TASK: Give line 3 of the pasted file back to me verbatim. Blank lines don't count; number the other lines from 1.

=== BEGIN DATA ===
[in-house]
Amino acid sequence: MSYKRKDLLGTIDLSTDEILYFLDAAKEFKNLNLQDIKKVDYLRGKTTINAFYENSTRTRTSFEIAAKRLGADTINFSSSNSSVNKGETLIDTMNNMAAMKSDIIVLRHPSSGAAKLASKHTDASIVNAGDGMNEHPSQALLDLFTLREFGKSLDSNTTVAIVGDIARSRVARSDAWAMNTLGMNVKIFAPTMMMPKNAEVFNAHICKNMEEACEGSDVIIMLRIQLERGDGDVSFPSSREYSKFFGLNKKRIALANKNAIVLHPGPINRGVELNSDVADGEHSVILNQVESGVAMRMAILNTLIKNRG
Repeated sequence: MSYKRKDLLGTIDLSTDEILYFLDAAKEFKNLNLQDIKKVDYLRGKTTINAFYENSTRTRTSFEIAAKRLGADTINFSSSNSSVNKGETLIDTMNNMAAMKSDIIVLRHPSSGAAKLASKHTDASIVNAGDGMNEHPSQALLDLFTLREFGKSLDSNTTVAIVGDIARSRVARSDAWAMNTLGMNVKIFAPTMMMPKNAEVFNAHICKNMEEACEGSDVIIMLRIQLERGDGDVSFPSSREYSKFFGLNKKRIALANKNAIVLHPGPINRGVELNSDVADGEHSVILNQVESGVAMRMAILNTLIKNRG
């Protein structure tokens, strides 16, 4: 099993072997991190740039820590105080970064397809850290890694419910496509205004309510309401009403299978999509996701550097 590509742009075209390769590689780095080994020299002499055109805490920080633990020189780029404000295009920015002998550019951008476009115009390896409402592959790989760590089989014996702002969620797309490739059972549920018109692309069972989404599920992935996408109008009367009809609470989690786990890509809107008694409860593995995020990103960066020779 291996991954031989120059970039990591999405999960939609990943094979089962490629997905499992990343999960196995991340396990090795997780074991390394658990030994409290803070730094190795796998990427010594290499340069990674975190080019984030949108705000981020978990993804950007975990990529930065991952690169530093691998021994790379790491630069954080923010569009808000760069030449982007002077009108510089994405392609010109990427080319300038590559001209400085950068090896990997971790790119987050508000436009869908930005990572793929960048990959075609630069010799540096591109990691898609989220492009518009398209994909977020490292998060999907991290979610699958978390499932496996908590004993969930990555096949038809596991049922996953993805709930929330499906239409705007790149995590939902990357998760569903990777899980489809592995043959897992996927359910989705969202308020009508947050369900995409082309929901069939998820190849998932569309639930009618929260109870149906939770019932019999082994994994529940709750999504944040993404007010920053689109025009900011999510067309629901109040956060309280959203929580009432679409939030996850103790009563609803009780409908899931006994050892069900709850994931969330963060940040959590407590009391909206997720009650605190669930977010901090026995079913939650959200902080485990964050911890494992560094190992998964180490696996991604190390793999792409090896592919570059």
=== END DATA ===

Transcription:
Repeated sequence: MSYKRKDLLGTIDLSTDEILYFLDAAKEFKNLNLQDIKKVDYLRGKTTINAFYENSTRTRTSFEIAAKRLGADTINFSSSNSSVNKGETLIDTMNNMAAMKSDIIVLRHPSSGAAKLASKHTDASIVNAGDGMNEHPSQALLDLFTLREFGKSLDSNTTVAIVGDIARSRVARSDAWAMNTLGMNVKIFAPTMMMPKNAEVFNAHICKNMEEACEGSDVIIMLRIQLERGDGDVSFPSSREYSKFFGLNKKRIALANKNAIVLHPGPINRGVELNSDVADGEHSVILNQVESGVAMRMAILNTLIKNRG